Helicid snails cost the grain industry up to $10 million annually, and present methods of control are based on the combined use of chemical and physical methods. While they keep the snail problem at a manageable level in most cropping situations, they come at a monetary and environmental cost. Biological control would not be cheaper but would provide farmers with an environmentally sound management tool. It would be particularly useful if it attacked breeding snails in the pasture phase of the cereal/pasture rotations in South Australia.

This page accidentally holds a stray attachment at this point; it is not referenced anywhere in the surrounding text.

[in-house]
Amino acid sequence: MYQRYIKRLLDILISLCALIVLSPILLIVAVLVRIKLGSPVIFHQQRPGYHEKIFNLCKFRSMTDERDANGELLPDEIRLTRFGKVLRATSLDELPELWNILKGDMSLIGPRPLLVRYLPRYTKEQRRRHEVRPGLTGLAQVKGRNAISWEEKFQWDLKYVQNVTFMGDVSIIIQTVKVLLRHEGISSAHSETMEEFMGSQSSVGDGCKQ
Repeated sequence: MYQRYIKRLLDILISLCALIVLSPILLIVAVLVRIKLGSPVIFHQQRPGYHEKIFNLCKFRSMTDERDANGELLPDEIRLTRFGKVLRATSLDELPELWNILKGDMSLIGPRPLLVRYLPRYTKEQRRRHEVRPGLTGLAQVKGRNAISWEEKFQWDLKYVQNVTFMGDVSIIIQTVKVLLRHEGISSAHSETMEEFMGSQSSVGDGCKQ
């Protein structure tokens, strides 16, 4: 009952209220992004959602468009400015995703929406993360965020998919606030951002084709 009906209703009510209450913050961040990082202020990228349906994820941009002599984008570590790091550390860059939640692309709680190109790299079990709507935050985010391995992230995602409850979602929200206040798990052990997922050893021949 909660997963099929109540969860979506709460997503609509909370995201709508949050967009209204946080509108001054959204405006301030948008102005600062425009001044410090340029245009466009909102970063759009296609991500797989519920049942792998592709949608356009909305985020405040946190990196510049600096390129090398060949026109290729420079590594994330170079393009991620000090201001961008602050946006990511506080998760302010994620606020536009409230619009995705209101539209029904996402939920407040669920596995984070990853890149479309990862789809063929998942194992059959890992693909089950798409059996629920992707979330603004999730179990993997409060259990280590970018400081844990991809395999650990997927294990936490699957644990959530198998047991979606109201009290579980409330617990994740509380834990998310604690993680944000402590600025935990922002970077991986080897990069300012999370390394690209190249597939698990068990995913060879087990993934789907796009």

Nematodes have been used successfully as biocontrol agents of various insects pests all over the world. Several reports show that rhabditid (bacterial-feeding) nematodes will attack slugs or snails showed that one of these, Phasmarhabditis hermaphrodita, will attack helicid snails. However, it has not been found in Australia and its optimum temperature appears to be below Australian averages.